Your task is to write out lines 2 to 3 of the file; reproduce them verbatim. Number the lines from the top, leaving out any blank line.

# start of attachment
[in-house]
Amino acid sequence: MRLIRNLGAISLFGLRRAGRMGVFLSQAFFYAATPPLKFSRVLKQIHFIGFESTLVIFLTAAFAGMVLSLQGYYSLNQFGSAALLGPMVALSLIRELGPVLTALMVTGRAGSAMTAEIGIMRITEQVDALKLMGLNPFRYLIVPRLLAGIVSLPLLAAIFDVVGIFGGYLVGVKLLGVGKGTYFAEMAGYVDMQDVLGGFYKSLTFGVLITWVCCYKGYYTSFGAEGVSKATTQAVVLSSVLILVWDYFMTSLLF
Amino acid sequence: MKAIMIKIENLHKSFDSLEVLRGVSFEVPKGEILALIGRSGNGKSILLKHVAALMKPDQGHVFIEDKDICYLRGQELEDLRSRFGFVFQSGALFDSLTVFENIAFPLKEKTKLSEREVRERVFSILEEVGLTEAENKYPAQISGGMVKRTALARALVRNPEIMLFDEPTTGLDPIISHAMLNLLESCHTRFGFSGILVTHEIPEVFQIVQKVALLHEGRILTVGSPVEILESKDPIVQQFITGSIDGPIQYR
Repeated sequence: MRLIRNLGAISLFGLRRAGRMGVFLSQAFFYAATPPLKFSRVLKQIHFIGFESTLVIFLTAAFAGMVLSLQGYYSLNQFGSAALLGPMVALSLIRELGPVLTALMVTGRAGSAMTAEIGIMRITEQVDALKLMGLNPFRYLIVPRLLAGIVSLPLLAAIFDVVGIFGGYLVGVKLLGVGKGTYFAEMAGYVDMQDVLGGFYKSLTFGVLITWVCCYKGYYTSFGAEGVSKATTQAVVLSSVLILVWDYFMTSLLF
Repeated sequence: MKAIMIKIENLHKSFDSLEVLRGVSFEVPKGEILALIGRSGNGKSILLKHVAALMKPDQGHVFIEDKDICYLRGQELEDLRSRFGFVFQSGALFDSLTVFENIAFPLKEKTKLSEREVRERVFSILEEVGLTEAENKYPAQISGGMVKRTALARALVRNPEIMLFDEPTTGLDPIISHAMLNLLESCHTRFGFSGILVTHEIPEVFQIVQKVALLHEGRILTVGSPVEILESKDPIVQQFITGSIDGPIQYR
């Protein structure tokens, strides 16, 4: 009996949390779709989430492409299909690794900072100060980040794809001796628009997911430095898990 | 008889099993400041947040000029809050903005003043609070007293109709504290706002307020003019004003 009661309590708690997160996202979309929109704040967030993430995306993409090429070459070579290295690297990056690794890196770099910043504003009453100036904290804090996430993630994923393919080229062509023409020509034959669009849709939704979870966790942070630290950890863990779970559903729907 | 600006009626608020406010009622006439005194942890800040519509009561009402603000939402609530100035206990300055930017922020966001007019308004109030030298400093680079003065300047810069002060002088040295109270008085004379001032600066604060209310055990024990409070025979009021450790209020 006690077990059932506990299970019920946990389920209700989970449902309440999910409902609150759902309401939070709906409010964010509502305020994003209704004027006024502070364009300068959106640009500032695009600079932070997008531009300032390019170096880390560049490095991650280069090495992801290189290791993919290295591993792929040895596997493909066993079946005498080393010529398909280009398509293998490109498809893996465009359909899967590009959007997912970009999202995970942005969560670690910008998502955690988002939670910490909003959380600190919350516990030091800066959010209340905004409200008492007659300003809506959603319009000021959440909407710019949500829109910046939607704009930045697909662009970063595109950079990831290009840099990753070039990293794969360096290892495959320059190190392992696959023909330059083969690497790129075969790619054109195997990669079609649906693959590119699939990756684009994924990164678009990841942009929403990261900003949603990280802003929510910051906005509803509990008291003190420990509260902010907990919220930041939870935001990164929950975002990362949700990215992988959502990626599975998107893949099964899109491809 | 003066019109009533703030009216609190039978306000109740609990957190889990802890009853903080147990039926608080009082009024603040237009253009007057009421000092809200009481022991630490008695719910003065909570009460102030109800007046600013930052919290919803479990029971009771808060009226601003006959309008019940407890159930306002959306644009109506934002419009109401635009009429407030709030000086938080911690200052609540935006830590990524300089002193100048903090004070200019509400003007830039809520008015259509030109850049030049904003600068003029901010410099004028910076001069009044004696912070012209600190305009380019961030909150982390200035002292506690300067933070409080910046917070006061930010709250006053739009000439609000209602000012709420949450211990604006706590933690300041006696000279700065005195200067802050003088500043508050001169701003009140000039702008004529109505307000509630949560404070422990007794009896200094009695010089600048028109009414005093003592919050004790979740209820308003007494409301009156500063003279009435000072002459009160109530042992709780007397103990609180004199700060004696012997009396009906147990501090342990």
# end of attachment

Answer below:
Amino acid sequence: MRLIRNLGAISLFGLRRAGRMGVFLSQAFFYAATPPLKFSRVLKQIHFIGFESTLVIFLTAAFAGMVLSLQGYYSLNQFGSAALLGPMVALSLIRELGPVLTALMVTGRAGSAMTAEIGIMRITEQVDALKLMGLNPFRYLIVPRLLAGIVSLPLLAAIFDVVGIFGGYLVGVKLLGVGKGTYFAEMAGYVDMQDVLGGFYKSLTFGVLITWVCCYKGYYTSFGAEGVSKATTQAVVLSSVLILVWDYFMTSLLF
Amino acid sequence: MKAIMIKIENLHKSFDSLEVLRGVSFEVPKGEILALIGRSGNGKSILLKHVAALMKPDQGHVFIEDKDICYLRGQELEDLRSRFGFVFQSGALFDSLTVFENIAFPLKEKTKLSEREVRERVFSILEEVGLTEAENKYPAQISGGMVKRTALARALVRNPEIMLFDEPTTGLDPIISHAMLNLLESCHTRFGFSGILVTHEIPEVFQIVQKVALLHEGRILTVGSPVEILESKDPIVQQFITGSIDGPIQYR